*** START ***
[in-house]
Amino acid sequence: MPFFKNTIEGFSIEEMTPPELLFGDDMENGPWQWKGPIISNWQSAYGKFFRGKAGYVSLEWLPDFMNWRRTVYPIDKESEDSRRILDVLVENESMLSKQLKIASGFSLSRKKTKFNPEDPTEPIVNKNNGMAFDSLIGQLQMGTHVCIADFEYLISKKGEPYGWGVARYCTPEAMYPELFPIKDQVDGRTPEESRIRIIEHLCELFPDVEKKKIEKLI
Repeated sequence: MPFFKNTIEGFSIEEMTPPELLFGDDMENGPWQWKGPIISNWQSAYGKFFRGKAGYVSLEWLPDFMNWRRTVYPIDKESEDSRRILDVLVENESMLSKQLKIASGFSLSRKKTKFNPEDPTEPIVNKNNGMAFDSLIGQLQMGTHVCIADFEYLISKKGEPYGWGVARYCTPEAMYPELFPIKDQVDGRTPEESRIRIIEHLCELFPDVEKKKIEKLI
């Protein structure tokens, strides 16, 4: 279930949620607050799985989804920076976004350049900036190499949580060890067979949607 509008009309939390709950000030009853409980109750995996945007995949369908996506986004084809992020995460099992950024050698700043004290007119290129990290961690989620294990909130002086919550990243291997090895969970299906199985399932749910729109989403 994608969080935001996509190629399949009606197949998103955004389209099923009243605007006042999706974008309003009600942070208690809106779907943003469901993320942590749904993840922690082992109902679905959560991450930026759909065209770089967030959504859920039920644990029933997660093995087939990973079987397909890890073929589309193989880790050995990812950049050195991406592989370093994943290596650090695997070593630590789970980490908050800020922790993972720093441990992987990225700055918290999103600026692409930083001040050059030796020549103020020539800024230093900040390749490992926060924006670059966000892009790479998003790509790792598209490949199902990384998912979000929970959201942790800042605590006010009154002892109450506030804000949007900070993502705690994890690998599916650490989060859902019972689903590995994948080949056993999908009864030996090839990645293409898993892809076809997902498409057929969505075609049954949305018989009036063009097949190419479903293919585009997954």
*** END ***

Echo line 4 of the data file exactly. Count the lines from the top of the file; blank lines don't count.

């Protein structure tokens, strides 16, 4: 279930949620607050799985989804920076976004350049900036190499949580060890067979949607 509008009309939390709950000030009853409980109750995996945007995949369908996506986004084809992020995460099992950024050698700043004290007119290129990290961690989620294990909130002086919550990243291997090895969970299906199985399932749910729109989403 994608969080935001996509190629399949009606197949998103955004389209099923009243605007006042999706974008309003009600942070208690809106779907943003469901993320942590749904993840922690082992109902679905959560991450930026759909065209770089967030959504859920039920644990029933997660093995087939990973079987397909890890073929589309193989880790050995990812950049050195991406592989370093994943290596650090695997070593630590789970980490908050800020922790993972720093441990992987990225700055918290999103600026692409930083001040050059030796020549103020020539800024230093900040390749490992926060924006670059966000892009790479998003790509790792598209490949199902990384998912979000929970959201942790800042605590006010009154002892109450506030804000949007900070993502705690994890690998599916650490989060859902019972689903590995994948080949056993999908009864030996090839990645293409898993892809076809997902498409057929969505075609049954949305018989009036063009097949190419479903293919585009997954």